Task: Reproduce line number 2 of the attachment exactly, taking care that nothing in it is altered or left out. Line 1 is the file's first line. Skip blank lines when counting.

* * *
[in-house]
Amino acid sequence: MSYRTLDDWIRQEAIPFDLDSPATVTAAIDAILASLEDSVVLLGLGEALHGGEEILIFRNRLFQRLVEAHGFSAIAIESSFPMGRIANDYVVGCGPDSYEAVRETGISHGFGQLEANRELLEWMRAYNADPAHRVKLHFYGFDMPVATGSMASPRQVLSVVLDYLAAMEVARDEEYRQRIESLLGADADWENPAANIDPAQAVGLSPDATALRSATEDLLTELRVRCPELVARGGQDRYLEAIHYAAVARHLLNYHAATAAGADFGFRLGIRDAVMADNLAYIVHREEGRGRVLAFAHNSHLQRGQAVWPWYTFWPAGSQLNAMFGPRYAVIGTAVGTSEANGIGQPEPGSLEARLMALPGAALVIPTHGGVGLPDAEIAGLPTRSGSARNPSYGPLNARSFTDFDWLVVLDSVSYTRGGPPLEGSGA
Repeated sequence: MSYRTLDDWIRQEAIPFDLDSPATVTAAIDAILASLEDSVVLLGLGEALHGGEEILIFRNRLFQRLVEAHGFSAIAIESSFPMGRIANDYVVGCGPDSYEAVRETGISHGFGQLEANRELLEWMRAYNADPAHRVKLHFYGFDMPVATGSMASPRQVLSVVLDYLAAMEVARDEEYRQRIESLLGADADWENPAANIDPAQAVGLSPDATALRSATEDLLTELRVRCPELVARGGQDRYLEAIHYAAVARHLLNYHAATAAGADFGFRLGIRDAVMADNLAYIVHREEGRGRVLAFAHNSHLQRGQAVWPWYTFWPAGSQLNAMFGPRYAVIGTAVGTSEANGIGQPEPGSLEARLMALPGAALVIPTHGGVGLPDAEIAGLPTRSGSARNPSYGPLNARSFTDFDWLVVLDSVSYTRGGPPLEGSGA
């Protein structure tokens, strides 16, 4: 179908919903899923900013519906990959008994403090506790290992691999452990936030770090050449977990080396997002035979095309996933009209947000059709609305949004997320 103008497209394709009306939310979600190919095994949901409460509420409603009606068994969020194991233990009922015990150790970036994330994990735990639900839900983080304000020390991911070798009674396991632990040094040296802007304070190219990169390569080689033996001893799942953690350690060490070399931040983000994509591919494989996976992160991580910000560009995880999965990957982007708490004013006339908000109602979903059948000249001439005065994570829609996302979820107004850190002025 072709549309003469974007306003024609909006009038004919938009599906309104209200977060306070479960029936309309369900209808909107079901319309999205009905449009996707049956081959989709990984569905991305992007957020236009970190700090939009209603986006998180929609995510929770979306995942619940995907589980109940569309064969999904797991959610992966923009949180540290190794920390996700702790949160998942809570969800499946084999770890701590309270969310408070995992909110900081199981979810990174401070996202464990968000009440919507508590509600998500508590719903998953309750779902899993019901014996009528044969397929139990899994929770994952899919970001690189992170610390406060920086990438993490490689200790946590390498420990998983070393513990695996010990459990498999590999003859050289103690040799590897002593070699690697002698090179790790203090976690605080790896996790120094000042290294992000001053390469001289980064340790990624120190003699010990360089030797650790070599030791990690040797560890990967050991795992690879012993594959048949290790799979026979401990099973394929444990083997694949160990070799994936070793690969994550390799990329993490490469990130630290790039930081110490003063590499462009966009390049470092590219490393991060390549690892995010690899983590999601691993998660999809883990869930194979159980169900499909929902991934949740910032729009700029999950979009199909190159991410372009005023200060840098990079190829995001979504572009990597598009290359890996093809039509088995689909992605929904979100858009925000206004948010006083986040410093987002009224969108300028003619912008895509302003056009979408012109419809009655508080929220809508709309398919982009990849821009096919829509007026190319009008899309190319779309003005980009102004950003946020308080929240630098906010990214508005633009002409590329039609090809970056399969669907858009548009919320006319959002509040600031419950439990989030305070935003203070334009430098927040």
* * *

Amino acid sequence: MSYRTLDDWIRQEAIPFDLDSPATVTAAIDAILASLEDSVVLLGLGEALHGGEEILIFRNRLFQRLVEAHGFSAIAIESSFPMGRIANDYVVGCGPDSYEAVRETGISHGFGQLEANRELLEWMRAYNADPAHRVKLHFYGFDMPVATGSMASPRQVLSVVLDYLAAMEVARDEEYRQRIESLLGADADWENPAANIDPAQAVGLSPDATALRSATEDLLTELRVRCPELVARGGQDRYLEAIHYAAVARHLLNYHAATAAGADFGFRLGIRDAVMADNLAYIVHREEGRGRVLAFAHNSHLQRGQAVWPWYTFWPAGSQLNAMFGPRYAVIGTAVGTSEANGIGQPEPGSLEARLMALPGAALVIPTHGGVGLPDAEIAGLPTRSGSARNPSYGPLNARSFTDFDWLVVLDSVSYTRGGPPLEGSGA